The first time nicole and Brian Baummer took their newly adopted black Lab, Finn, to the vet, the clinic staff’s reaction surprised them. Finn is particularly social and well behaved, yet the receptionist looked stricken as she pulled out a folder bearing a bright-red “caution” sticker.
“We caused quite a stir,” says Nicole. “They immediately remembered Finn from a visit to their office with his previous owners—and not in a good way. Apparently, he had been very aggressive and interacted negatively with everyone. They even had to muzzle him.”
Many of us have experienced this conundrum: We love animals and want to help them— especially our local shelter animals, many of whom experience trauma, confusion, pain and fear. And yet, the very thing that drives us to help—their suffering—can also be the thing that prevents us from actually going into the shelters to help. It’s hard to witness suffering, plain and simple. It’s hard to stand in the midst of such need and fear and sorrow and not fall apart. Suffering can make us feel helpless, which in turn makes us feel that we cannot help other helpless beings.
According to the 2013 World Giving Index, an annual survey conducted by the Charities Aid Foundation, in 2012, the United States topped a list of 135 countries as the world’s most generous nation. As director of Animal-Kind International (AKI), a nonprofit that supports 10 (soon to be 11) existing animal-welfare organizations in poor countries, I was thrilled to read these statistics. But do they apply to animal welfare?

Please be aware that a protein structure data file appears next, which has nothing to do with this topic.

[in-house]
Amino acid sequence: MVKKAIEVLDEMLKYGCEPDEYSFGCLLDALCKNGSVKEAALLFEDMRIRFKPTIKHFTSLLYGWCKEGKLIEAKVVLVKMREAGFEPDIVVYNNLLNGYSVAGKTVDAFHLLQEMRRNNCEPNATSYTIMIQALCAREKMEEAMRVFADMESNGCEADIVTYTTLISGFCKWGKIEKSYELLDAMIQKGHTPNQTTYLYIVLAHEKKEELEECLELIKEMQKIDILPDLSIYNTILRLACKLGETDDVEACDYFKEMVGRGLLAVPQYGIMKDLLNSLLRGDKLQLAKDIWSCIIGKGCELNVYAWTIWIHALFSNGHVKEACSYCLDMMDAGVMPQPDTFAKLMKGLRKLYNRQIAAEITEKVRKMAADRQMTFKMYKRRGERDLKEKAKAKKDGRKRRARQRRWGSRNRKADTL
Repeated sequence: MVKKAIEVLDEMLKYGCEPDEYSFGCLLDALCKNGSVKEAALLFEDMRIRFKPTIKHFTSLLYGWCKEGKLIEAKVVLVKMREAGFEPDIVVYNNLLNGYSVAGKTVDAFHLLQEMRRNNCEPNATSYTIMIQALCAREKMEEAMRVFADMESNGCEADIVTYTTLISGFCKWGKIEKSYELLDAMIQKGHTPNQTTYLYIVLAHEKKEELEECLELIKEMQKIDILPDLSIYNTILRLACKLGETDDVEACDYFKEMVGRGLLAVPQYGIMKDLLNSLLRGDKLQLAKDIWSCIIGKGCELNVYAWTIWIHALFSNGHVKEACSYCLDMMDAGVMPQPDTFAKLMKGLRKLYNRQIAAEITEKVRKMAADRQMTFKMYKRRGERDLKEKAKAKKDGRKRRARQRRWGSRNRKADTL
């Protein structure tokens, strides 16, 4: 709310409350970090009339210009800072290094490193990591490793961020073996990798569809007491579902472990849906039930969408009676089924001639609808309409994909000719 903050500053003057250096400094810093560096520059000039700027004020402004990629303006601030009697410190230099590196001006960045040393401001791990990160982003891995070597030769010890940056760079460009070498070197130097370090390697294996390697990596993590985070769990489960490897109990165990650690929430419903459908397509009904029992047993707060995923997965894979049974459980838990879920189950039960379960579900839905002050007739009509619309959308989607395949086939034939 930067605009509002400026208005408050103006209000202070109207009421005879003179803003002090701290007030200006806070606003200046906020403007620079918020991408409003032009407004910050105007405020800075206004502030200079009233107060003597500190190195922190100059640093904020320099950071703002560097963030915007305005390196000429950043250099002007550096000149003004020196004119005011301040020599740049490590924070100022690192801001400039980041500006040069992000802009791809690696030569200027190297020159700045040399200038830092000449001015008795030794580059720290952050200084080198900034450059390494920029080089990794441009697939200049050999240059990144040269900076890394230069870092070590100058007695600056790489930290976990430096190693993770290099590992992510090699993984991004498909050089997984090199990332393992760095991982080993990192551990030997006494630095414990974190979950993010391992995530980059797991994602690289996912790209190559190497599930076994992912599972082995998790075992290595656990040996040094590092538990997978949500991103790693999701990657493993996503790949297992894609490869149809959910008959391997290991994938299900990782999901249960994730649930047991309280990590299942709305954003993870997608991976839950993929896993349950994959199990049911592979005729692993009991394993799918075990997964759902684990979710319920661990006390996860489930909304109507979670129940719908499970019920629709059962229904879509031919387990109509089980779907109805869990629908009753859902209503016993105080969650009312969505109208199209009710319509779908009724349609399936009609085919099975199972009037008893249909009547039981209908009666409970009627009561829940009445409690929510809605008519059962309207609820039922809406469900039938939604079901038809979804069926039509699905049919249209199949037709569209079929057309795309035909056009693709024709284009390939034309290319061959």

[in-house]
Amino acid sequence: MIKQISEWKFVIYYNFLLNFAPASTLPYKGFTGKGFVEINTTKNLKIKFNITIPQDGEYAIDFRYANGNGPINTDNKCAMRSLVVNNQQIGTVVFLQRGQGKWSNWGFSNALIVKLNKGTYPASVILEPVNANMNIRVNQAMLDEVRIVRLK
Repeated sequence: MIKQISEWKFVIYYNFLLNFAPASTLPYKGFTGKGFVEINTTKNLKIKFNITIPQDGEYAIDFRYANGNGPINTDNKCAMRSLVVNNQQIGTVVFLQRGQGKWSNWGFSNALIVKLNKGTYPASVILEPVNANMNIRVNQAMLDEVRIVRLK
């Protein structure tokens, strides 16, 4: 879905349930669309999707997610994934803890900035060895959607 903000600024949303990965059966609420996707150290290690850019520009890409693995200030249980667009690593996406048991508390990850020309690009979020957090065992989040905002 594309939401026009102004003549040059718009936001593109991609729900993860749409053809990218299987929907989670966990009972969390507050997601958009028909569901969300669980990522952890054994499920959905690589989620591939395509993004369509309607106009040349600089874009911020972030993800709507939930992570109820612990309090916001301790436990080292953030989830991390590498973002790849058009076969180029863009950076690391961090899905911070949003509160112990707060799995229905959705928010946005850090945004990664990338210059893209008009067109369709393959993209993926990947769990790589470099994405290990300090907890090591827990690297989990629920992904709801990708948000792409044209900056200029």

Mac was the hardest for me. He arrived about a year ago, just before Thanksgiving. He was my sixth foster dog in about as many months, and the first one who truly tested my commitment to the big-picture cause of rescue.
When Tamara Delaney of Woodville, Wis., volunteered to find a home for a black Labrador Retriever named Jake last year, she had no idea what she was up against. Jake, cared for by a rescue group, had already waited nearly three years for a new home. And he would wait eight more months as Delaney tried to find someone to take in the big Lab.
Drive along a narrow country road 30 miles north of Baton Rouge, La., the late-summer morning filtering through the leaves as you pass acres of cow pasture and a few small churches, and you’ll come across a white picket fence leading to the last thing you’d expect to find: a mediumsecurity prison. First comes the octagonal guard tower, peeking over the trees, then the blocky brick buildings and drab exercise yards enclosed by chain-link fencing topped with curly razor wire, 15 feet high.